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Welcome to today’s edition of ShentonSTAGE Daily that is e-mailed to subscribers every morning (to subscribe, send message to, and is also available online here.


The publication schedule for this newsletter for the next fortnight may be a little different, as from tomorrow to November 22 I will be in New York, returning overnight that night to land back in the UK on November 23. (So the newsletter may also well have a more Broadway-tinge than usual).

This follows today’s reopening of the US borders to Europeans and British travellers (time was we’d be able to be embraced in the first word and not have to set ourselves apart on our little island); and this will be my first trip there in just over 2 years (I last visited in October 2019; my planned trip for March was, of course, aborted when Broadway shut down, and then, in turn, the West End) later that month.

So it has been a long time coming. I’m looking forward to being back, of course — I have 19 shows (10 of them on Broadway) booked for across the 13 nights I’m there! But I’m also looking forward to the fact that I’ll feel a whole lot safer on (and off) Broadway than I do in the West End.

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All performers and theatre staff there are REQUIRED to be vaccinated — unlike in the UK where Equity UK has not mandated this at all (though regular testing of the actors is required). And audiences are REQUIRED to be vaccinated AND masked, while attending the theatre.

By contrast, at last week’s opening of PRIDE AND PREJUDICE (SORT OF) at the Criterion, where mask wearing was as usual more honoured in the breach than the observance, I noticed that most of the front row were entirely unmasked, less than a metre from the actors in front of them. Both parties were potentially therefore a risk to each other. Which seems total insanity.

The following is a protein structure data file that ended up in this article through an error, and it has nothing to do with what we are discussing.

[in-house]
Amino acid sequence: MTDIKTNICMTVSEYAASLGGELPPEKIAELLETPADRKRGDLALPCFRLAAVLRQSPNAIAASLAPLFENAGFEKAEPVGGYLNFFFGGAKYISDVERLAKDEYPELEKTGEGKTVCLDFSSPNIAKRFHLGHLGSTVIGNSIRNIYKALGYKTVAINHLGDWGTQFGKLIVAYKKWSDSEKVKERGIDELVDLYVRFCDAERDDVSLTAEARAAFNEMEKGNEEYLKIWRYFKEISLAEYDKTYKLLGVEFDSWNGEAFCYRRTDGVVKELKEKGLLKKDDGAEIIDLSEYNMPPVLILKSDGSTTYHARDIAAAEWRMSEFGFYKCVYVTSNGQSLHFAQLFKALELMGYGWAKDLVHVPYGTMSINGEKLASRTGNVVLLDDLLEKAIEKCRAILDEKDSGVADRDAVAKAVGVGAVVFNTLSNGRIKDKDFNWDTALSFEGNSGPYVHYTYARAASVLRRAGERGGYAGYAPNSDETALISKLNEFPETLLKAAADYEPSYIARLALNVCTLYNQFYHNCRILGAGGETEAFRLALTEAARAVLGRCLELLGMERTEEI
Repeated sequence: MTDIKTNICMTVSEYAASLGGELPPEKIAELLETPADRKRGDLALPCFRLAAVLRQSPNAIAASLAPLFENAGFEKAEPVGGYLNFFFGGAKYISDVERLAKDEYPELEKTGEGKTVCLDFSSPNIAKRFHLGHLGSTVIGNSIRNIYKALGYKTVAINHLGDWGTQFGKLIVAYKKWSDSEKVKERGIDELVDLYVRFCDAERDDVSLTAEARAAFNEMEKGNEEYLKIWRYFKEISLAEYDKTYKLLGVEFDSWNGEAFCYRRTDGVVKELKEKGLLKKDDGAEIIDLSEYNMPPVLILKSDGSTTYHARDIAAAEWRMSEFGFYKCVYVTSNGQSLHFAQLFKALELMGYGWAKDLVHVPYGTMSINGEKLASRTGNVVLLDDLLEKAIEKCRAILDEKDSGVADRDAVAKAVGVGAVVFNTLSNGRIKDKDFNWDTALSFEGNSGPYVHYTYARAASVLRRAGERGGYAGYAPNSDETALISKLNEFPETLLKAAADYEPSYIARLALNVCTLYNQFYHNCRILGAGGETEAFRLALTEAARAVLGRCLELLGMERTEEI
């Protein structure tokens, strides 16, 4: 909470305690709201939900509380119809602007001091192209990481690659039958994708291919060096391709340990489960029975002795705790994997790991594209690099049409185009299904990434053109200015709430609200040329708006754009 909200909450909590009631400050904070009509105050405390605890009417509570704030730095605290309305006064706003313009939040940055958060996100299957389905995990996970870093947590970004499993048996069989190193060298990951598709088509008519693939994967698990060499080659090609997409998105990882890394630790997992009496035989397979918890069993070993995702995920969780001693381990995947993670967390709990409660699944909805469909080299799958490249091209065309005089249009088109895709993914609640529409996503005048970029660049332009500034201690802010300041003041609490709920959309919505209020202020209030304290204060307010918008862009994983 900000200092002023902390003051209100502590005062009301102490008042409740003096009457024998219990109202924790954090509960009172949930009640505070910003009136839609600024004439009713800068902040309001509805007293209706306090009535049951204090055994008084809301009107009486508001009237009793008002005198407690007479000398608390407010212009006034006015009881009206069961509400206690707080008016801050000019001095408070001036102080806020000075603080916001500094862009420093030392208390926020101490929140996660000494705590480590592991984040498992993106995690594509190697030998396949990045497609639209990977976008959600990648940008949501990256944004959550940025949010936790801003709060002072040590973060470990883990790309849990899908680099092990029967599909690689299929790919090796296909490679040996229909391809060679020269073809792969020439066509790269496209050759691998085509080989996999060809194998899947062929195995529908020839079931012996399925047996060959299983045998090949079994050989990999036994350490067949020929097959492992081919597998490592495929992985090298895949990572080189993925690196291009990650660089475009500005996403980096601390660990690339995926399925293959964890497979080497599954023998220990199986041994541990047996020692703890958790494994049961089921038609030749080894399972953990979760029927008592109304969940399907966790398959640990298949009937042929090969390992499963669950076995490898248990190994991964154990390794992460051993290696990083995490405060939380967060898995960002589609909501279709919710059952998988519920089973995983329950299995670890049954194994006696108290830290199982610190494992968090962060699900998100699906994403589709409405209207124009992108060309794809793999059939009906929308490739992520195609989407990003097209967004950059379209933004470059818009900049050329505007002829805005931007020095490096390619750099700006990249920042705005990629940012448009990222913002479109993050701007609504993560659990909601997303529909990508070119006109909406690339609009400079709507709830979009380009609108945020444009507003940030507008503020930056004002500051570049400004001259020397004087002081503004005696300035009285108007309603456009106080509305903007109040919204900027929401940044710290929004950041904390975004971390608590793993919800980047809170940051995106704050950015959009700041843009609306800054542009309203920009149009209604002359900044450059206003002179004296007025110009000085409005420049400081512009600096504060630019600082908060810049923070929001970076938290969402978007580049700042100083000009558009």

Especially as we are watching escalating infection, hospitalization and death rates being reported daily. It is so dispiriting to see this brand of libertarianism taking hold over here, a free-for-all in which protecting public health (your own and that of others) is a personal responsibility and a personal choice. It feels like living in a Trump supporting GOP state.

And SOLT and UK Theatre have done NOTHING beyond spouting meaningless recommendations to protect public safety, let alone enforce them. I’ve said it regularly, and I’ll say it again: this is a major failure of leadership. This may not be directly the personal fault of CEO Julian Bird, who may be tied by the conflicting desires of the producers and theatre owners to keep their venues open at all costs (as Boris Johnson would — and has — said, let the bodies pile up; though I’m not sure that dead customers buy many theatre tickets). But should another lockdown prove necessary as we head into the winter months, I hope that commercial theatre landlords and producers don’t expect any sympathy.

Bird trumpeted that ‘Freedom Day’ as it was dubbed, when all the then place COVID restrictions against public gatherings were lifted and theatres were able to re-open without social distancing in place, as a “lifeline for the industry.” The casual disregard for the consequences of not implementing ongoing precautions has enabled COVID to take hold once again.

As Washington Post theatre critic Peter Marks tweeted after spending a fortnight in London, and going for a COVID test on his return home last weekend:

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And as one of his British-born readers replied,

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And once back on his home streets, Marks also tweets:

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My weekly round-up of my columns and tweets of the week, plus those of others, including headlines from London and beyond to the regions and Broadway, plus COVID news of the week and other controversies. 
To read in full, click here:
Featured this week: a hilarious tweet on trying to find the toilets at the Barbican Centre!

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